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  • Athlete Issues for Unified Olympic Team


    Koreans from North and South marched under this flag in Sydney and Athens. 
    (ATR) Deciding who will compete on a unified Korean team at the Olympics appears to be the most difficult issue to solve in negotiations between North and South,Around the Rings is told.

    A meeting Wednesday in a North Korean border town with sports leaders from both sides produced no agreements, other than a vague declaration to meet again. North and South Korean agreed on Nov. 1 to seek unified teams for the Beijing Olympics, as well as the upcoming Asian Games, one year away.

    No date has been set for a resumption of talks. One expert in Korea calls the Wednesday meeting simply a "pre-discussion meeting" prior to an "Official Meeting", at which more headway would presumably be made.

    Around the Rings is told the most vexing question is how to pick athletes for the team, whether for individual events or on teams.

    If North Korea doesn't qualify in softball, for example, and South Korea does, will North Korean athletes be barred from that team?

    How to decide in individual events when athletes from North and South may have equal standing to qualify for the Olympics?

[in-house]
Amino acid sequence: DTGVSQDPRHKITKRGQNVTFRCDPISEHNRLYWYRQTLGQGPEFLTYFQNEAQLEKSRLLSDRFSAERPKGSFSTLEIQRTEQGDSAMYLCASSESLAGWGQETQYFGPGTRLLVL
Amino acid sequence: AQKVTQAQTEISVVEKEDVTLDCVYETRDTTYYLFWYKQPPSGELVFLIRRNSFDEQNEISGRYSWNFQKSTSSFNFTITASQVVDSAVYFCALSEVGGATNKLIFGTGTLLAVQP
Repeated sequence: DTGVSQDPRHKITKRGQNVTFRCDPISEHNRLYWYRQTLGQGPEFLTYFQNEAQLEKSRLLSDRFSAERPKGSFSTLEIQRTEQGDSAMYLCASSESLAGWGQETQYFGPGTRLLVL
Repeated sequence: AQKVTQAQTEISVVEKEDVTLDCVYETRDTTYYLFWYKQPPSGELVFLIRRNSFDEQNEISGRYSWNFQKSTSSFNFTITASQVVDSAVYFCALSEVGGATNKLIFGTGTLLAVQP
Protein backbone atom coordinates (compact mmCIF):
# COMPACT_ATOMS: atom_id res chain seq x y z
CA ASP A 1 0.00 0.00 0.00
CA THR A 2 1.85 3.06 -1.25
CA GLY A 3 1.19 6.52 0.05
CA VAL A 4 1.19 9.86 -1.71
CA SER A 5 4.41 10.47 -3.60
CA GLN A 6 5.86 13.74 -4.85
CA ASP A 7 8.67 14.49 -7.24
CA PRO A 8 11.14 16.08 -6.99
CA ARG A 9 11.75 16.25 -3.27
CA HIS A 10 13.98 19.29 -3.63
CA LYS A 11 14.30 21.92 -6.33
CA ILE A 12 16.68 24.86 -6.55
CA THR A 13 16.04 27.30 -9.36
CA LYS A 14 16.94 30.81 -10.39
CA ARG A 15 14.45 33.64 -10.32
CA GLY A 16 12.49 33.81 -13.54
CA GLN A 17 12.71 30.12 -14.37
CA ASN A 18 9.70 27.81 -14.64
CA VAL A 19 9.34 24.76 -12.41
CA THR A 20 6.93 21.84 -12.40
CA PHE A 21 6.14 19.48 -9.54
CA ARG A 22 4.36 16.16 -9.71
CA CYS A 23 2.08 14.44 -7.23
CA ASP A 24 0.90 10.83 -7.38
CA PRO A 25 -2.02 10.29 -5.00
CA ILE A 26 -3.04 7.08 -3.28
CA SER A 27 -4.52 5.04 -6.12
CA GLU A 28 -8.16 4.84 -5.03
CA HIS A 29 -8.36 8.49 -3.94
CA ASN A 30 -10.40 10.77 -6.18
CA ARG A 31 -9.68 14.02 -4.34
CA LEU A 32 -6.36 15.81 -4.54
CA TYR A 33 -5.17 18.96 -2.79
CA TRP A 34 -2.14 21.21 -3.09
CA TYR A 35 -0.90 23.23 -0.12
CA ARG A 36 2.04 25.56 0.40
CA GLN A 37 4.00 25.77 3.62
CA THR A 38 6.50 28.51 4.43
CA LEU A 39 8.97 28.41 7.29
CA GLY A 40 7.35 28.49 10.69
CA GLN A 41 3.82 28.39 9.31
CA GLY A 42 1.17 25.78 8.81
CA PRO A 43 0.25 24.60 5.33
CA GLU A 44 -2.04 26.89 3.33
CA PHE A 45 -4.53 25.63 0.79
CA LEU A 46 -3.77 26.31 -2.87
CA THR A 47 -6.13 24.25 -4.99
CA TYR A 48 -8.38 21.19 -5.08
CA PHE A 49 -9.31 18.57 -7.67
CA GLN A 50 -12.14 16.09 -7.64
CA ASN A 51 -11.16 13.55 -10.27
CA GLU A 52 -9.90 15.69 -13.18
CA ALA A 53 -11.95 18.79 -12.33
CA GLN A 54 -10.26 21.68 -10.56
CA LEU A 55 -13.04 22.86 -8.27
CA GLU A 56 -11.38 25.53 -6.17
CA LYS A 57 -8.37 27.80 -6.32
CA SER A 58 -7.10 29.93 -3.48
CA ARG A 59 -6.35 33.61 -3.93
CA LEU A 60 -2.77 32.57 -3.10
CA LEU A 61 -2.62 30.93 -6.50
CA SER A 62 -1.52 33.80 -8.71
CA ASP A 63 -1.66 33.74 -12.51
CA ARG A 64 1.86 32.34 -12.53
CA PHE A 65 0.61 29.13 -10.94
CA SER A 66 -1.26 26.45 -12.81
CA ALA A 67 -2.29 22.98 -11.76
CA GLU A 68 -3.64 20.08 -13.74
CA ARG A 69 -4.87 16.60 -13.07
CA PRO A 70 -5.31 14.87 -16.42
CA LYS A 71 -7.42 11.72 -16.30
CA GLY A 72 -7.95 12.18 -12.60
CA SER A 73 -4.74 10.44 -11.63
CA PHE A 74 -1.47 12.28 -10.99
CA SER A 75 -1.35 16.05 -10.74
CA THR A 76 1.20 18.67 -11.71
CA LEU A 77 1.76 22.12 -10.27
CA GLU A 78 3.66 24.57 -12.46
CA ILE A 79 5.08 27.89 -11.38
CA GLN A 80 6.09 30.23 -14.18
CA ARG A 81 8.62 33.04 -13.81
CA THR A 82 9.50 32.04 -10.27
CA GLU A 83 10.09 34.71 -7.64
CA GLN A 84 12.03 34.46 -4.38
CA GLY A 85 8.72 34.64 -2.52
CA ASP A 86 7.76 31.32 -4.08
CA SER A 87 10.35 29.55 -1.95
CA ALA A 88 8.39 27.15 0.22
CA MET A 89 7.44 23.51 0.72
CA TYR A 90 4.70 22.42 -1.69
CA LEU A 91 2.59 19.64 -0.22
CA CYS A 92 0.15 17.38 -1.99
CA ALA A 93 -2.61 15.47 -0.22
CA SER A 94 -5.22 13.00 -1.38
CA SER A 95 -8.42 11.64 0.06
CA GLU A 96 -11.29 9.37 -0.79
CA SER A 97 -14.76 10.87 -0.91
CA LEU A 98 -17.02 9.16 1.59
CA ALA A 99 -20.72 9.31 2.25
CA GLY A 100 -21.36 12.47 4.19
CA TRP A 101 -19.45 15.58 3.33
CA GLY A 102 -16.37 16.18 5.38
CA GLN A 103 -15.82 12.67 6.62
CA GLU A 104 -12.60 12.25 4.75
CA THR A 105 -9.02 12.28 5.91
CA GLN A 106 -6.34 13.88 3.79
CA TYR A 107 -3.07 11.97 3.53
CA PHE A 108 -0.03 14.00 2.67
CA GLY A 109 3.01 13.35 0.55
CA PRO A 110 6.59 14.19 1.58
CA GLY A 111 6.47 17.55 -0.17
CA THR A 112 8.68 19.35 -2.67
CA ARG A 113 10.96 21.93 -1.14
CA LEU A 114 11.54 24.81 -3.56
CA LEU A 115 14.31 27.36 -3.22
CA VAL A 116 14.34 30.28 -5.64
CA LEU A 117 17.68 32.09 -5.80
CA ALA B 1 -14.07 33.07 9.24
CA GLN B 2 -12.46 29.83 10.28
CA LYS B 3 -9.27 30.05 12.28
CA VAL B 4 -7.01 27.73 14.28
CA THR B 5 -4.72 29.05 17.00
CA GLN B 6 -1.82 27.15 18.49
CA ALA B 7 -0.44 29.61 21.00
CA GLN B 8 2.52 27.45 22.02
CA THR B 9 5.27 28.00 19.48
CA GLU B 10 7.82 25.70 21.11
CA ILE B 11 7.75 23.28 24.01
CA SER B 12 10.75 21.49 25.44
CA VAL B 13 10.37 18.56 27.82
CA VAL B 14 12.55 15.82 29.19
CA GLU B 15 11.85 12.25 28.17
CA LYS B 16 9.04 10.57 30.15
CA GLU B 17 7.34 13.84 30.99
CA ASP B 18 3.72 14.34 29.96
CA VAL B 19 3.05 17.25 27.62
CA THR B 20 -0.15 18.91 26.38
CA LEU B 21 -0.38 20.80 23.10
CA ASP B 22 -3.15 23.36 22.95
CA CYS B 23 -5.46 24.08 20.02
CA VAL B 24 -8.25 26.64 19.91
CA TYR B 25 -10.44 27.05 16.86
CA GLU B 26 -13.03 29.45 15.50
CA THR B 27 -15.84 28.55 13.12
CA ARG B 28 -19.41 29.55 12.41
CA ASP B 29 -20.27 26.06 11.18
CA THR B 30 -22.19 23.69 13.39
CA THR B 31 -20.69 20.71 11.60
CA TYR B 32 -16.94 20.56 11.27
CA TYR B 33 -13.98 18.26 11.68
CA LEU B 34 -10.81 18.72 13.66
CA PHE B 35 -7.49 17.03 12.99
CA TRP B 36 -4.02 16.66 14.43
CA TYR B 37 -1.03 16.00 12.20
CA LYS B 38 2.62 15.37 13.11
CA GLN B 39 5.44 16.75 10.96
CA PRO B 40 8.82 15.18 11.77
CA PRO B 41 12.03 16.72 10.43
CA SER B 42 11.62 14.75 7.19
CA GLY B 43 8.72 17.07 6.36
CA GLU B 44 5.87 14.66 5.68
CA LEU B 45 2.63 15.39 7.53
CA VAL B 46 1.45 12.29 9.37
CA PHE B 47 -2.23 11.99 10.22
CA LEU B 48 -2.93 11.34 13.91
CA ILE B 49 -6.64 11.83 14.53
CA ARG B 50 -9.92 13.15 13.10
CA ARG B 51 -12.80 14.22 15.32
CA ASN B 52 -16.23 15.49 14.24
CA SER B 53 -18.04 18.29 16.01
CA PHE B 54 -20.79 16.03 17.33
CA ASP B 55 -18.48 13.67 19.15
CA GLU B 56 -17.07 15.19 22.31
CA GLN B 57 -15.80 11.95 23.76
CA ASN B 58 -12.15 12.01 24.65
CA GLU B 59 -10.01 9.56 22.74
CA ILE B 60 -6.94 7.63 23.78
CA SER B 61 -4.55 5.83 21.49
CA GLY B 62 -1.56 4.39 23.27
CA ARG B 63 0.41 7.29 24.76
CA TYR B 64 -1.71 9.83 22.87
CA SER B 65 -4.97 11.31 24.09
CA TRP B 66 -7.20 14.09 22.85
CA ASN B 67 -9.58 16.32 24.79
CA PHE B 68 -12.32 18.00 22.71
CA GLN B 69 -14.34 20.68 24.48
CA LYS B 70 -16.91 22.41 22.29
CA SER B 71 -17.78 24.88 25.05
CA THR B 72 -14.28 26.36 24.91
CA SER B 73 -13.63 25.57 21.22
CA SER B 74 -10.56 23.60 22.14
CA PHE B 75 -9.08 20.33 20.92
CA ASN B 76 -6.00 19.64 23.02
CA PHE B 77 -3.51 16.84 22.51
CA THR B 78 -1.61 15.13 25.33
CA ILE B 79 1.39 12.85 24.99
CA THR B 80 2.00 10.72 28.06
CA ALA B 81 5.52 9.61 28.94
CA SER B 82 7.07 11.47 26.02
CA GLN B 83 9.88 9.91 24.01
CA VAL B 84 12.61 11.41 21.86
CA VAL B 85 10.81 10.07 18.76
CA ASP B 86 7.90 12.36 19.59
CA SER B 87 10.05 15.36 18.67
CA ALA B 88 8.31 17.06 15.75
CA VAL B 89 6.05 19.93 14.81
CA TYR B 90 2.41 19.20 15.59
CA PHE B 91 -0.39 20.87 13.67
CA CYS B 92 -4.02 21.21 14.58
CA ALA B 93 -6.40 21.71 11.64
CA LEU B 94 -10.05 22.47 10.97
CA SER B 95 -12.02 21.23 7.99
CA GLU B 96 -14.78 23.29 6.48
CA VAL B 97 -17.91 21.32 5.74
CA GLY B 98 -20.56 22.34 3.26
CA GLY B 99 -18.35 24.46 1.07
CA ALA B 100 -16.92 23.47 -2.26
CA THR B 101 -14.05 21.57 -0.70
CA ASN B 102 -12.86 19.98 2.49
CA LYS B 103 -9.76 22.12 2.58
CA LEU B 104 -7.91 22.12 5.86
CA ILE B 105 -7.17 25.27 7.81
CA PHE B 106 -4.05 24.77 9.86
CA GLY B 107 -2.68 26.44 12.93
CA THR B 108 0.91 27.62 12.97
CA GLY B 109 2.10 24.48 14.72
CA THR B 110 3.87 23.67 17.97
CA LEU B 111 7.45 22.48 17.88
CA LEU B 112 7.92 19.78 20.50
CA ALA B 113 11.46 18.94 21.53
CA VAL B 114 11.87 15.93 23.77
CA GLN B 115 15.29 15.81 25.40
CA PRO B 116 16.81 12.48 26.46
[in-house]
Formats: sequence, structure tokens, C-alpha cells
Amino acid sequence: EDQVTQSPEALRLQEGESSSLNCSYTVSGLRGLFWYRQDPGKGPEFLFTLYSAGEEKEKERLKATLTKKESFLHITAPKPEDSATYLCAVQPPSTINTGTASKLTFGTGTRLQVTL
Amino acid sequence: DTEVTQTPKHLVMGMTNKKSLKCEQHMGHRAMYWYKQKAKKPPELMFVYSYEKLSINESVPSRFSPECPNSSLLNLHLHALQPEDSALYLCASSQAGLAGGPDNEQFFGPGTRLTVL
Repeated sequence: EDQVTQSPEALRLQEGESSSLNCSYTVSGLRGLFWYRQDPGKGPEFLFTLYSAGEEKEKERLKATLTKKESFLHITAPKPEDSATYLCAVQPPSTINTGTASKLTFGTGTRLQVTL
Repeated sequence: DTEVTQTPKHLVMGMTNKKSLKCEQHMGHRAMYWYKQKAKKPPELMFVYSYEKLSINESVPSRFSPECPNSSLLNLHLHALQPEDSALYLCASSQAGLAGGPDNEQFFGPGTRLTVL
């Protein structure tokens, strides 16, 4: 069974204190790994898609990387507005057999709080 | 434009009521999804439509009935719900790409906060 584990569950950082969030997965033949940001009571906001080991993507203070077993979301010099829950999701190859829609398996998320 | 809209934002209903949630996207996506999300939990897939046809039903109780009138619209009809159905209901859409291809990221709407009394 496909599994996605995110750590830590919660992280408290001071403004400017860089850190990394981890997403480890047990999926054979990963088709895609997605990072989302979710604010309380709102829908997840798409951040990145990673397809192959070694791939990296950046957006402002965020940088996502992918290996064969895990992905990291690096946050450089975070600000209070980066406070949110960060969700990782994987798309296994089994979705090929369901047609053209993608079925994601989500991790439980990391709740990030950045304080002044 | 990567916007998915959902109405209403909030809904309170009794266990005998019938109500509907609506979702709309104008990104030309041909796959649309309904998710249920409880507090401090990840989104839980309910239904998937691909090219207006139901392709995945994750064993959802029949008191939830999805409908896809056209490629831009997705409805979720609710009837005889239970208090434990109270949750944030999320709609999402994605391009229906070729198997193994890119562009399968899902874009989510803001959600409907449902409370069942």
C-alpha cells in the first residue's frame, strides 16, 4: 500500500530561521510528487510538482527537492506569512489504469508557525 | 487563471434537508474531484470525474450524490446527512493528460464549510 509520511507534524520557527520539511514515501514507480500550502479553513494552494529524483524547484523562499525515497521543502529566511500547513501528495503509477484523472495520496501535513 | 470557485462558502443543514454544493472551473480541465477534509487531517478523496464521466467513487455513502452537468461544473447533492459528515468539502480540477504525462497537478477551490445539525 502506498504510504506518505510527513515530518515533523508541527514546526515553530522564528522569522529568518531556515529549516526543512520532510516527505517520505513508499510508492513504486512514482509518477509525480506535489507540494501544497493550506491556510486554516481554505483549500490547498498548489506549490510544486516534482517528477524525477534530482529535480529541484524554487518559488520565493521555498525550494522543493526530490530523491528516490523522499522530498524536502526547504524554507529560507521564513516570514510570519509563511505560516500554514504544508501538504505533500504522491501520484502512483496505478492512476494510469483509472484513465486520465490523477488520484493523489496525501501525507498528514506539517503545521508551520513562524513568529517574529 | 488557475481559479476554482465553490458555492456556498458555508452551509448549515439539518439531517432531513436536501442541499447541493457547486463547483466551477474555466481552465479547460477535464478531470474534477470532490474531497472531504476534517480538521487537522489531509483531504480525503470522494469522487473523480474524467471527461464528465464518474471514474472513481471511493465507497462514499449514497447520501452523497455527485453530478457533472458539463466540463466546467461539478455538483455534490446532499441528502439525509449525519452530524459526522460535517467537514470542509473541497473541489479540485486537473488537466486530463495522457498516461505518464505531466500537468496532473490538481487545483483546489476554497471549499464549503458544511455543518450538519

At the same time they address the issue of fairness in team selection, Korean officials are also aiming to assemble the strongest possible team, a difficult balancing act.

    Based on numbers from Athens, a unified Korean team would number about 200. In Athens, about 30 North Korean athletes competed, winning a total of five medals. South Korea numbered about 170, also qualifying teams in football, handball and hockey. North Korea failed to qualify in any team sports at the Athens Olympics.

    With a unified team as early as next December for the Asian Games as one goal of the talks, some breakthrough may be needed sooner than later, given the complications the Koreans face over athlete selection.

    Officials from the Olympic Council of Asia are waiting to meet with the Koreans to sort out competition, logistic and protocol details for the fast-approaching games.

    These negotiations are taking place with little or no involvement from the three IOC members from the Koreas. The two South Korean members are sidelined with personal problems, while North Korea's IOC member is saddled with the distinction of serving as a conduit for cash payments from ex-South Korean IOC member Un Yong Kim. That money, hundreds of thousands of dollars, was paid to insure that the North would march with the South in Sydney and Athens.

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